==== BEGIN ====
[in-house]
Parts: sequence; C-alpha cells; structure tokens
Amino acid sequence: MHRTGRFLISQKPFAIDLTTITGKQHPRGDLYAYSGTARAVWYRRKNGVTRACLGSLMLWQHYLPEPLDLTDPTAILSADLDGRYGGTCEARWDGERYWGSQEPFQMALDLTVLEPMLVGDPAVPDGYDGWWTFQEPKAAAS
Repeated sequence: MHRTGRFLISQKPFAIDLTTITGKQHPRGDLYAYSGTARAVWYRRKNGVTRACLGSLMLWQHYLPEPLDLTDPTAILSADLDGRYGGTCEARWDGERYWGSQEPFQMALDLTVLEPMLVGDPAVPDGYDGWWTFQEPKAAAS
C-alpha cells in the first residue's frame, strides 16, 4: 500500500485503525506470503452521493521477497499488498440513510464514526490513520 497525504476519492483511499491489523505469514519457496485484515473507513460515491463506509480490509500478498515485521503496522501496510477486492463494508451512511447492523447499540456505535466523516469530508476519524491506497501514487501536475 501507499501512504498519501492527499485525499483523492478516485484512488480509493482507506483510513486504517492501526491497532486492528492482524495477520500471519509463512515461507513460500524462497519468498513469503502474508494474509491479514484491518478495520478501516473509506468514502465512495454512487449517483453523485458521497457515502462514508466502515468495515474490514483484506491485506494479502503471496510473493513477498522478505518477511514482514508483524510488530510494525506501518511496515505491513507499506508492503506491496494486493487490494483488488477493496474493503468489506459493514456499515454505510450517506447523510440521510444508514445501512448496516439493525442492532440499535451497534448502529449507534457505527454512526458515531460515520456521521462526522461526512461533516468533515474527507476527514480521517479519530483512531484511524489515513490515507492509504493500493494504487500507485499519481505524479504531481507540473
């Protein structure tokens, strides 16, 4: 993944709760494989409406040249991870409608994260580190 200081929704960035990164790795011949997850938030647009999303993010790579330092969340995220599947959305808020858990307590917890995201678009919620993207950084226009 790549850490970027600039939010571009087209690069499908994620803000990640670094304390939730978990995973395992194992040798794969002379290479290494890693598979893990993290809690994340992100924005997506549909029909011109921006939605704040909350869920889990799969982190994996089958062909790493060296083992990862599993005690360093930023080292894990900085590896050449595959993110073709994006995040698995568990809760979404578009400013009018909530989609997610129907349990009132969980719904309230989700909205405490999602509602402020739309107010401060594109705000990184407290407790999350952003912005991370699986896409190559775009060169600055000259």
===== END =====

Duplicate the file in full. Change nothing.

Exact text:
[in-house]
Parts: sequence; C-alpha cells; structure tokens
Amino acid sequence: MHRTGRFLISQKPFAIDLTTITGKQHPRGDLYAYSGTARAVWYRRKNGVTRACLGSLMLWQHYLPEPLDLTDPTAILSADLDGRYGGTCEARWDGERYWGSQEPFQMALDLTVLEPMLVGDPAVPDGYDGWWTFQEPKAAAS
Repeated sequence: MHRTGRFLISQKPFAIDLTTITGKQHPRGDLYAYSGTARAVWYRRKNGVTRACLGSLMLWQHYLPEPLDLTDPTAILSADLDGRYGGTCEARWDGERYWGSQEPFQMALDLTVLEPMLVGDPAVPDGYDGWWTFQEPKAAAS
C-alpha cells in the first residue's frame, strides 16, 4: 500500500485503525506470503452521493521477497499488498440513510464514526490513520 497525504476519492483511499491489523505469514519457496485484515473507513460515491463506509480490509500478498515485521503496522501496510477486492463494508451512511447492523447499540456505535466523516469530508476519524491506497501514487501536475 501507499501512504498519501492527499485525499483523492478516485484512488480509493482507506483510513486504517492501526491497532486492528492482524495477520500471519509463512515461507513460500524462497519468498513469503502474508494474509491479514484491518478495520478501516473509506468514502465512495454512487449517483453523485458521497457515502462514508466502515468495515474490514483484506491485506494479502503471496510473493513477498522478505518477511514482514508483524510488530510494525506501518511496515505491513507499506508492503506491496494486493487490494483488488477493496474493503468489506459493514456499515454505510450517506447523510440521510444508514445501512448496516439493525442492532440499535451497534448502529449507534457505527454512526458515531460515520456521521462526522461526512461533516468533515474527507476527514480521517479519530483512531484511524489515513490515507492509504493500493494504487500507485499519481505524479504531481507540473
């Protein structure tokens, strides 16, 4: 993944709760494989409406040249991870409608994260580190 200081929704960035990164790795011949997850938030647009999303993010790579330092969340995220599947959305808020858990307590917890995201678009919620993207950084226009 790549850490970027600039939010571009087209690069499908994620803000990640670094304390939730978990995973395992194992040798794969002379290479290494890693598979893990993290809690994340992100924005997506549909029909011109921006939605704040909350869920889990799969982190994996089958062909790493060296083992990862599993005690360093930023080292894990900085590896050449595959993110073709994006995040698995568990809760979404578009400013009018909530989609997610129907349990009132969980719904309230989700909205405490999602509602402020739309107010401060594109705000990184407290407790999350952003912005991370699986896409190559775009060169600055000259």